2010 - Department for Business Innovation and Skills Growth Review of the Digital and Creative Industries

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This is JANET(UK)’s submission to the BIS Growth Review of the Digital and Creative Industries. JANET(UK) is the operator of JANET, the UK’s National Education and Research Network, and also of the UK Access Management Federation for Education and Research, which allows commercial and non-commercial organisations to provide digital content services over the Internet to users in education based on trusted assertions provided by universities, colleges and schools.

We therefore disagree with the review document’s categorisation of the Internet as “a threat to our ability to protect and monetise creativity”. For more than a hundred services accessible through the UK federation’s authorisation systems the Internet provides a trusted and secure mechanism for delivering digital content to paying customers across the UK. Furthermore, through efforts to develop standard international protocols and agreements, many of these publishers can now sell their materials world-wide using a common delivery platform. For these publishers the Internet provides an opportunity to significantly increase distribution and monetisation of their creativity.

Two areas of regulation create barriers to greater exploitation of this opportunity: unclear and inconsistent laws on data protection and suggestions by Governments that discriminate against novel uses of the Internet. The European Data Protection Directive was drafted long before the widespread adoption of the Internet and, not surprisingly, fails to deal effectively with Internet technologies. There are particular problems when using identifiers that only the issuer can link to an individual: these could be used to implement personalisation, stored searches, etc. in a privacy-protecting way but the Information Commissioner concedes that doing so under the current law raises “difficulties, sometimes insurmountable ones”. Legal inconsistencies between European countries and between Europe and the USA make the international provision of content services complex for those who wish to ensure compliance with the law.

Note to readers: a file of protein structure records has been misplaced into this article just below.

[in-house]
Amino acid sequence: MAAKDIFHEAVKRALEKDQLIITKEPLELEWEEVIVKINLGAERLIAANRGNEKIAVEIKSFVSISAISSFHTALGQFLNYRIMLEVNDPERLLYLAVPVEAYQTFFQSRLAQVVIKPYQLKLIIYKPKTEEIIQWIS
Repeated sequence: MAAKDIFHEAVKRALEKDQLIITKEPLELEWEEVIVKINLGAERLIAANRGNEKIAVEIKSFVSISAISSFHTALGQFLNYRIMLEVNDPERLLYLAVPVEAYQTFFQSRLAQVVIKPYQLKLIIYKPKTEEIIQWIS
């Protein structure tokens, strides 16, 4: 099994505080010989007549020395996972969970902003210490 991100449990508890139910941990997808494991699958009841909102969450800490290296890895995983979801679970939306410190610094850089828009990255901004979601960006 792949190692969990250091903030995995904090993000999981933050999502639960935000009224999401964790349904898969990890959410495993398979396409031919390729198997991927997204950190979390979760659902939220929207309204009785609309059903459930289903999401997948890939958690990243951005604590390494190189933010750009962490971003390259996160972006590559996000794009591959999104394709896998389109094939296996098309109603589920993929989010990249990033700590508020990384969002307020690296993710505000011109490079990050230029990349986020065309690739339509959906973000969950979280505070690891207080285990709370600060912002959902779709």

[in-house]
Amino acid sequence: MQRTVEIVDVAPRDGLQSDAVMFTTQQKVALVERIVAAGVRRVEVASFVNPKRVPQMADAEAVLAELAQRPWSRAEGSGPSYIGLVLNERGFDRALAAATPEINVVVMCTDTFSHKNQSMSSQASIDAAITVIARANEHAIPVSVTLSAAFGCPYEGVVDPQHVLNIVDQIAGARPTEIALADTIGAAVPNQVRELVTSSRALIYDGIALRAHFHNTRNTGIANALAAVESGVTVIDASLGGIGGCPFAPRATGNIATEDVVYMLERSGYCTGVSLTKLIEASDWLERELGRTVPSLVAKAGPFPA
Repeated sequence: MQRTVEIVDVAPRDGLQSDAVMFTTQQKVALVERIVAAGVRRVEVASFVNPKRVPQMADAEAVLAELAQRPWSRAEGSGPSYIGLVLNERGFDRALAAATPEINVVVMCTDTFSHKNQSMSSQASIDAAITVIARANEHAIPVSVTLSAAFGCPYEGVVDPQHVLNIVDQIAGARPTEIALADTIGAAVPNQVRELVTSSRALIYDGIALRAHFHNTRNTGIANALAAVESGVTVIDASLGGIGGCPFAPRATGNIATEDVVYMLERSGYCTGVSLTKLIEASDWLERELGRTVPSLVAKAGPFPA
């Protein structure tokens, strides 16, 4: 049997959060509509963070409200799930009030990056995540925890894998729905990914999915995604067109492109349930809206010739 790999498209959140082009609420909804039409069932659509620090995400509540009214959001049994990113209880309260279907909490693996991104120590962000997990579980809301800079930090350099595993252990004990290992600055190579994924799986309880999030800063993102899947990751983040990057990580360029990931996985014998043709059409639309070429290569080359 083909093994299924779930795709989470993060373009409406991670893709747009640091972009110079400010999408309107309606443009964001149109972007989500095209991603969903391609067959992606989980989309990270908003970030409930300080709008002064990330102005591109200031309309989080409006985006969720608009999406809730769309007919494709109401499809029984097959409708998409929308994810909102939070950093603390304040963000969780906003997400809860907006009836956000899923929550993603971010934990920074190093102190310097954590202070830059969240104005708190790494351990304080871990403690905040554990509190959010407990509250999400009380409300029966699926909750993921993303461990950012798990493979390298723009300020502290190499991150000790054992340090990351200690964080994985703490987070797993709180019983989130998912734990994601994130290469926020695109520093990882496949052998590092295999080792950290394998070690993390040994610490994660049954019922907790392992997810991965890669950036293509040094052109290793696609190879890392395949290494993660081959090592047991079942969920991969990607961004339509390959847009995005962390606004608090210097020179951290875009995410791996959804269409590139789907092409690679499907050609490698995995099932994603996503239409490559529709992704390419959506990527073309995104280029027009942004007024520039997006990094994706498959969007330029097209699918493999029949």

Future possibilities for development will also be constrained, as noted by the European Commission in their Network Neutrality review, if networks and Internet-connected organisations block novel protocols as a compliance, safety or economic measure. Experiments by Microsoft have shown how peer-to-peer protocols can be used as a very efficient way to distribute licensed content but this will be impossible if there is significant adoption of the suggestion during debate of the Digital Economy Bill that those who did not wish to be accused of copyright infringement should block “the use of file-sharing technologies” even if these are used for non-infringing purposes.

We therefore believe that the Internet can represent a significant growth opportunity for Digital and Creative industries, especially in the joint development with other Internet industries of systems, like federated authorisation, that meet common needs, decrease costs and increase adoption.